I'm trying to implement a cluster using Erlang as the glue that holds it all together. I like the idea that it creates a fully connected graph of nodes, but upon reading different articles online, it seems as though this doesn't scale well (having a max of 50 - 100 nodes). Did the developers of OTP impose this limitation on purpose? I do know that you can setup nodes to have explicit connections only as well as have hidden nodes, etc. But, it seems as though the default out-of-the-box setup isn't very scalable.
So to the questions:
1) If you had 5 nodes (A, B, C, D, E) that all had explicit connections such that A-B-C-D-E. Does Erlang/OTP allow A to talk directly to E or does A have to pass messages from B through D to get to E, and thus that's the reason for the fully connected graph? Again, it makes sense but it doesn't scale well from what I've seen.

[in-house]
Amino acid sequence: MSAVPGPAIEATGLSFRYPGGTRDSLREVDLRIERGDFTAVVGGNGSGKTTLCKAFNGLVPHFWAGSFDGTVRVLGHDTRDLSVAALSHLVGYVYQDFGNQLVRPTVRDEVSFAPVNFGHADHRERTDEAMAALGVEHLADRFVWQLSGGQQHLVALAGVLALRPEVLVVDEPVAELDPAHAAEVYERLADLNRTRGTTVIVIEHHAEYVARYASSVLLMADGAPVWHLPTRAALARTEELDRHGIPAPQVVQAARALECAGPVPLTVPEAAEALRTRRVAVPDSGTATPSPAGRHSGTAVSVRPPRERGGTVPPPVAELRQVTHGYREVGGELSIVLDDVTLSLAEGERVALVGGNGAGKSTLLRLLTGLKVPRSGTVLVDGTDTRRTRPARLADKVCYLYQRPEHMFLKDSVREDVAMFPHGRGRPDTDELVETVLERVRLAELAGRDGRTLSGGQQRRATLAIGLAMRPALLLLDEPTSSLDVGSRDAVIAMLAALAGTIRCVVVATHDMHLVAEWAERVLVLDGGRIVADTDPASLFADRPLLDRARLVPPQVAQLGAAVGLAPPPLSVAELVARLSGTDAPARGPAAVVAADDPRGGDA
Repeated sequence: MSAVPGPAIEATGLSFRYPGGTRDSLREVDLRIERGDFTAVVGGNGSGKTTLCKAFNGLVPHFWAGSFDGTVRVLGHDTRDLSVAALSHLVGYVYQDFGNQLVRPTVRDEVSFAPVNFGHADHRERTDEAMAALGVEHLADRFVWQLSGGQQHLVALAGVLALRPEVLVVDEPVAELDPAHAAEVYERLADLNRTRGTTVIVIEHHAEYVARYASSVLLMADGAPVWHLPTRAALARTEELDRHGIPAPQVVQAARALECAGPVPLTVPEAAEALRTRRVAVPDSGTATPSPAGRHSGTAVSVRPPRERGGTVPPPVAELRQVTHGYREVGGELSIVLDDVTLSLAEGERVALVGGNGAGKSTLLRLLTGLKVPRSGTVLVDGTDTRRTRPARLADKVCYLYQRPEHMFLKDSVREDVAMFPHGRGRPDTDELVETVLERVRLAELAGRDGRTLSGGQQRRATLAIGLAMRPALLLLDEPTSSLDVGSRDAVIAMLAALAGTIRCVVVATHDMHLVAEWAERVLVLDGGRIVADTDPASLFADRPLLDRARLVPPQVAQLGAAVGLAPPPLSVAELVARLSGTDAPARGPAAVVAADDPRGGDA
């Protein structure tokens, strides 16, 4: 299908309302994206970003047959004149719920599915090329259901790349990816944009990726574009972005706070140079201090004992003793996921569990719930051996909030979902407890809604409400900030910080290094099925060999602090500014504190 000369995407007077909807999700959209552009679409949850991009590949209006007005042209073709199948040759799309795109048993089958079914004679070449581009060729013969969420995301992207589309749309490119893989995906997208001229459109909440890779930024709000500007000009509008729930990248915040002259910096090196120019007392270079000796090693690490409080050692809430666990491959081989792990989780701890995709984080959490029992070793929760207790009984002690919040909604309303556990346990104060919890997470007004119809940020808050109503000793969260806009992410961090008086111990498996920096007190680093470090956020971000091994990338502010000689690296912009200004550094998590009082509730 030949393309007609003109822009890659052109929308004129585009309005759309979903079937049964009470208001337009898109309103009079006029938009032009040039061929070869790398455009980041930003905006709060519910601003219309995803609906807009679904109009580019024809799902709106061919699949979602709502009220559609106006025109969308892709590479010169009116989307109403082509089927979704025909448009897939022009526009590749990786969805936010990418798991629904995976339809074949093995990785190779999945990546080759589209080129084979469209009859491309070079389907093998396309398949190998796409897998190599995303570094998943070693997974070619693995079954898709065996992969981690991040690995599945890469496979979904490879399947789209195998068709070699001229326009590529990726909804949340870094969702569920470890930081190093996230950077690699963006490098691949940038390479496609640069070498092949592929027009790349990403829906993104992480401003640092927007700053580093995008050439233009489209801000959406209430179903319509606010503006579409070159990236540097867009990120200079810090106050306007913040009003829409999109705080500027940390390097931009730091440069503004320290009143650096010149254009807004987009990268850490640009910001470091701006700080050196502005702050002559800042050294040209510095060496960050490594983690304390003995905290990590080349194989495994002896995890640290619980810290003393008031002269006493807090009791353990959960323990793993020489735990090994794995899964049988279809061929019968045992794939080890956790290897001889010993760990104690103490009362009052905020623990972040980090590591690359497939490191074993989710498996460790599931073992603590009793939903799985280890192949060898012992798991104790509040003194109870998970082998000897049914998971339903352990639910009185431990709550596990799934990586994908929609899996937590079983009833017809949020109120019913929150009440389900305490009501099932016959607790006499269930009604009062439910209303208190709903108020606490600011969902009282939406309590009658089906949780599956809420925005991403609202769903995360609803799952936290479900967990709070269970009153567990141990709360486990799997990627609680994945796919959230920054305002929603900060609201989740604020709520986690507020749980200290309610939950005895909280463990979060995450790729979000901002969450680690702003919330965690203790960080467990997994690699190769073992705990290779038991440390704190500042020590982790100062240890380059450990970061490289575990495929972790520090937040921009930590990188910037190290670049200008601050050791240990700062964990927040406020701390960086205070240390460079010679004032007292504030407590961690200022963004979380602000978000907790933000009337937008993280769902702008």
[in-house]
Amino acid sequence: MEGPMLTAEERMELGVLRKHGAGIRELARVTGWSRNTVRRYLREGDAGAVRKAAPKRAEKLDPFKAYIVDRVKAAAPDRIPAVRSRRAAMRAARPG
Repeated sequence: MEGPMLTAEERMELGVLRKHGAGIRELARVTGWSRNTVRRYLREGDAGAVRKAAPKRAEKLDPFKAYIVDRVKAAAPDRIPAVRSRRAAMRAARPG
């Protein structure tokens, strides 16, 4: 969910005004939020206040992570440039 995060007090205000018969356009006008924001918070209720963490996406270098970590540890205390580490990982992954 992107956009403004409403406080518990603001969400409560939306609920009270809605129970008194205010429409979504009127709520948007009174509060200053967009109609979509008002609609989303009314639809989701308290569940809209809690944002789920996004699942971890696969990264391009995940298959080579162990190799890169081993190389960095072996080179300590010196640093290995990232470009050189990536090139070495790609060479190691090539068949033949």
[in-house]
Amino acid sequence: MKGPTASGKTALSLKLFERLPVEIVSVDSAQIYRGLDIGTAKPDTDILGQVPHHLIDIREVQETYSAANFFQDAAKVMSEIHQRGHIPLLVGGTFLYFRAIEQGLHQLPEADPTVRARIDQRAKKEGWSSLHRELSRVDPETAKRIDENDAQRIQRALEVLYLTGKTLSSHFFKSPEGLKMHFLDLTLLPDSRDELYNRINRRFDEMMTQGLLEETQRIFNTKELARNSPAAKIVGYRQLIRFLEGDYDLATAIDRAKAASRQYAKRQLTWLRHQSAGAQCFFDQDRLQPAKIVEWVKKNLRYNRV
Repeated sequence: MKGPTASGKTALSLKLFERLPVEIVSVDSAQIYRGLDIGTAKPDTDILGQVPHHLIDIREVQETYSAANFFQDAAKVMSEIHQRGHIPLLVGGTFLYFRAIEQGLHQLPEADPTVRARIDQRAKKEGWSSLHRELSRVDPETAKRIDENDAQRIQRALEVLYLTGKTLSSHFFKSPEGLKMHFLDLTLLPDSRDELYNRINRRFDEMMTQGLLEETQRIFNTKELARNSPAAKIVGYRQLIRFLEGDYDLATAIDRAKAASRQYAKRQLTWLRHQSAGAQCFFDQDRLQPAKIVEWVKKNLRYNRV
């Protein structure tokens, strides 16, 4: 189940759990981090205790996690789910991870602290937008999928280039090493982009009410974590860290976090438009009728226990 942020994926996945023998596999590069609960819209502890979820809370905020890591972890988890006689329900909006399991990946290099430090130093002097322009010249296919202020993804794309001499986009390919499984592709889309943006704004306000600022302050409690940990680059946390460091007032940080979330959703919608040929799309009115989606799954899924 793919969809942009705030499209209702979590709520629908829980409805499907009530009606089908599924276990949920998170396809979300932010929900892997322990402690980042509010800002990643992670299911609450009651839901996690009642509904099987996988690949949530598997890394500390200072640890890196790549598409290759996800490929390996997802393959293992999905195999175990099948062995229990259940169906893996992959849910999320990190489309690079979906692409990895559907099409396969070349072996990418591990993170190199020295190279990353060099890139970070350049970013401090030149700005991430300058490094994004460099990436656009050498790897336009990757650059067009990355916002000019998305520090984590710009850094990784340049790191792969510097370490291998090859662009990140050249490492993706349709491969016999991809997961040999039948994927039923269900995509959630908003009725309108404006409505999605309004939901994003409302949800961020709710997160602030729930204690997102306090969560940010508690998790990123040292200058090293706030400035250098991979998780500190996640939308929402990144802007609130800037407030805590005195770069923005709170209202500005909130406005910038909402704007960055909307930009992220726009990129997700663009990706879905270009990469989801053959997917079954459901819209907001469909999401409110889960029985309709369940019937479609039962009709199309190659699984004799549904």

2) If one was to try and go for a scalable and fault-tolerant system, what are your options? It seems as though, if you can't create a fully connected graph because you have too many nodes, the next best thing would be to create a tree of some kind. But, this doesn't seem very fault-tolerant because if the root or any parent of children nodes dies, you would lose a significant portion of your cluster.
3) In looking into supervisors and workers, all of the examples I've seen apply this to processes on a single node. Could it be applied to a cluster of nodes to help implement fault-tolerance?
4) Can nodes be part of several clusters?
Thanks for your help, if there is a semi-recent website or blogpost (roughly 1-year old) that I've missed, I'd be happy to look at those. But, I've scoured the internet pretty well.